• Sianna M. Simmons

Beauty Behind the Brand: Elements of Aliel

LaKeisha Entsuah, Founder, Elements of Aliel

This week of Beauty Behind the Brand we are going back to the basics --- of skincare that is -- with former pharmaceutical manufacturer turned beauty entrepreneur and Founder of Elements of Aliel, LaKeisha Entsuah.

As a self-described science geek and skincare minimalist, LaKeisha took to her own lab when frustrated with the dearth of options for a simple plant-based skincare routine that could fit into the lifestyle of a new mom. After 2 years of testing and retesting, Elements of Aliel eventually went from a cleanser to a collection of organic, vegan, and cruelty-free products grounded in simplicity, nature, and love.

While science-based, Elements of Aliel ingredients are far from the metals and chemicals found in the periodic table. Instead, Lakeisha’s formulas are charged with natural ingredients like Moroccan Red Clay, Hawaiian Kukui Oil, and African Black Soap. But for LaKeisha, nurturing the natural glow from within is more than just skincare, it’s self-care.

Whether she’s sharing wisdom on her podcast Gather and Glow or hosting virtual pamper party’s, the true beauty behind this brand is the giving spirit of LaKeisha and her passion for others to find their own beauty that lies within.

We got a chance to speak with LaKeisha where we talked about the purpose elements of her brand, the lessons that gave her 20/20 vision, exciting trends in the multicultural beauty industry, and her holistic approach to self-care.

S: What inspired the name Elements of Aliel?

L: I am a bit of a science geek, so the Elements part comes from my love of the Periodic Table of Elements and celebrating things in their most basic form. The Aliel part is my oldest daughter's name spelled backward, her name is Leila. It is a tribute to my journey to motherhood.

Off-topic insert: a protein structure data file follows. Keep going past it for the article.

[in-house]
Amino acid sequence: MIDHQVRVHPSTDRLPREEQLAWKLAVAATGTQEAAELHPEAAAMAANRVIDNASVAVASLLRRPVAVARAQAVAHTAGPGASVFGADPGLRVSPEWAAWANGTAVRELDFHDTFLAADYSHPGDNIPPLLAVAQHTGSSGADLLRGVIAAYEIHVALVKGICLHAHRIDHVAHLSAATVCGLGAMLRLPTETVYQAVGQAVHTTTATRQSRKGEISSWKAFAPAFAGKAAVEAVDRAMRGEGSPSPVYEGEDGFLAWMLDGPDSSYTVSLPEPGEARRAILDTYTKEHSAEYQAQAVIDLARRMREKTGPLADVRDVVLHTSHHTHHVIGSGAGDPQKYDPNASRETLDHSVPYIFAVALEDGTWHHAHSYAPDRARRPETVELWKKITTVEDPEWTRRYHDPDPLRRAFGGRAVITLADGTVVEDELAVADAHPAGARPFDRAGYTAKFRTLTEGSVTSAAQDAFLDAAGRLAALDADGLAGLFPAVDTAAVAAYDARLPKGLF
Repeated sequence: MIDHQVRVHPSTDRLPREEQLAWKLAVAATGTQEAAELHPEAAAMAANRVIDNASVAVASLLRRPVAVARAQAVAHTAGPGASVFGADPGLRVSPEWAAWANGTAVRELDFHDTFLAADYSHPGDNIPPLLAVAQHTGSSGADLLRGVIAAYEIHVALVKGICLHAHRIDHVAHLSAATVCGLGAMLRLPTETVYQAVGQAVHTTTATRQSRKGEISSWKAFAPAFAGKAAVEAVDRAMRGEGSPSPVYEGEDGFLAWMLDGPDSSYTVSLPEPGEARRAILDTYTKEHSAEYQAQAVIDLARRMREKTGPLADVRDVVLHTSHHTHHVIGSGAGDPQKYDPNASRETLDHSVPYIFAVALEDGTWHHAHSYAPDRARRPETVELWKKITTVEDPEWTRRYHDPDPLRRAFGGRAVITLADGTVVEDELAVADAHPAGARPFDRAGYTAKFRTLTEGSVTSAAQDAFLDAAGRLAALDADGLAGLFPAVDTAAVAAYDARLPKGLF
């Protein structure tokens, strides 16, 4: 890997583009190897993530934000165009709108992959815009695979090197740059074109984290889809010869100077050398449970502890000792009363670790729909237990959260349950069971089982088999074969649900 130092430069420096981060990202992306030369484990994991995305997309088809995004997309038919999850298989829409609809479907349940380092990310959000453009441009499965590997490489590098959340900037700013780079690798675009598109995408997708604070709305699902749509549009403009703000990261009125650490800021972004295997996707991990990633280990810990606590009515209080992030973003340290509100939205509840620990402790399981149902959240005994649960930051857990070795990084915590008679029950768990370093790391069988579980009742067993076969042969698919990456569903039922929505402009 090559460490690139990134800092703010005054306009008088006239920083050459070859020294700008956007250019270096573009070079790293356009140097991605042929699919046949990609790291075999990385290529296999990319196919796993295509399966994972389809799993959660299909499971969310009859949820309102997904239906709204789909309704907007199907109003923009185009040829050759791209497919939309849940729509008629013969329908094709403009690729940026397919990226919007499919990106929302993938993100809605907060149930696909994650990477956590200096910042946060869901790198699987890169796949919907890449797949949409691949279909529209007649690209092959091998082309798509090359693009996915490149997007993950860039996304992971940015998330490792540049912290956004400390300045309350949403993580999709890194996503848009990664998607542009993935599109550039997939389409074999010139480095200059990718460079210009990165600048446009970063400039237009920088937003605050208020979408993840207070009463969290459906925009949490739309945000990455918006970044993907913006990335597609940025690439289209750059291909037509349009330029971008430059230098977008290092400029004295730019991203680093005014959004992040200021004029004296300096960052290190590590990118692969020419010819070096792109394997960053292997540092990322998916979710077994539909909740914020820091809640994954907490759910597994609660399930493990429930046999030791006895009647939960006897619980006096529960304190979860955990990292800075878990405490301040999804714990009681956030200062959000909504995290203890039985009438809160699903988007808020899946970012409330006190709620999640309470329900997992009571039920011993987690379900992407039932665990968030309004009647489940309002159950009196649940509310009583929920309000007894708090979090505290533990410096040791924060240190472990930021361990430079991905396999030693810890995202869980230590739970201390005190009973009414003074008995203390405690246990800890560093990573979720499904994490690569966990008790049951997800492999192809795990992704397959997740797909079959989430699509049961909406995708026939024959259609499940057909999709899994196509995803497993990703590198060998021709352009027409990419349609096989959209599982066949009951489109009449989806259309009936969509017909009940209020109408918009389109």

S: In what ways do your products specifically serve and protect black and brown skin?

L: The first and most important way is with education. My team and I work hard to educate people, especially black and brown people of the importance of having healthy skin. The second way is through partnerships.

S: I understand your background is in pharmacy and you pride yourself on being science-based, can you talk about the science that goes into your products?

L: I approach formulating similar to how a nutritionist would approach developing a dietary plan. I look for the most nutrient-dense ingredients that will provide the skin with exactly what it needs in as few steps as possible. I also look for ingredients that I can use in as close to their natural state as possible. Again, like many foods, the less you alter it, the more of the therapeutic properties you maintain.

S: We hear a lot about how harmful ingredients that may protect our skin but negatively affect our health. What can you tell our readers about the clean ingredients that can still protect our skin but possibly improve our health?

L: I am huge into the concept of food being medicine and I think that food also makes excellent skincare ingredients. When choosing ingredients, I often think, “Is this safe enough to eat?” When you look at things like green tea, avocado oil, and aloe vera, they are all great at nourishing and protecting our skin, but also at improving our health.